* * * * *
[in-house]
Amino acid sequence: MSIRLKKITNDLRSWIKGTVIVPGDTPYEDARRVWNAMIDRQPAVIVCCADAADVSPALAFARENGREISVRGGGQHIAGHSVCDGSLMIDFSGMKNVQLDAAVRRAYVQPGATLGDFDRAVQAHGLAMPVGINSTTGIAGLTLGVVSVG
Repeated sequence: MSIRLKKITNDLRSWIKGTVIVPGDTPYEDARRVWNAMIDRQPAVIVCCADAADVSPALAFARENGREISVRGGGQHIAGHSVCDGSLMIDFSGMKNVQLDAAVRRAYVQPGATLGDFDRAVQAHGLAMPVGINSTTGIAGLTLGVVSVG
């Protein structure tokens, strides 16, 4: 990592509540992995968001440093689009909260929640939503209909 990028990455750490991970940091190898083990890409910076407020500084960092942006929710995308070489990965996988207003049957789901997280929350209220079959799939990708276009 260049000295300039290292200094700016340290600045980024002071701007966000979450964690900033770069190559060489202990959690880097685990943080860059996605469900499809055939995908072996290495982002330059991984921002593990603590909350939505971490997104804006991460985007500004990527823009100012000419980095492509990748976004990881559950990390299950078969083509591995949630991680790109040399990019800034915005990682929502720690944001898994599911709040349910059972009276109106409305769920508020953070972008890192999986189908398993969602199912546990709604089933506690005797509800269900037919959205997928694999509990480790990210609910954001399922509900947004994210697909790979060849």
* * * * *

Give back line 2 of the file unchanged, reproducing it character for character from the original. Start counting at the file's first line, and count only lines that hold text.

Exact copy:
Amino acid sequence: MSIRLKKITNDLRSWIKGTVIVPGDTPYEDARRVWNAMIDRQPAVIVCCADAADVSPALAFARENGREISVRGGGQHIAGHSVCDGSLMIDFSGMKNVQLDAAVRRAYVQPGATLGDFDRAVQAHGLAMPVGINSTTGIAGLTLGVVSVG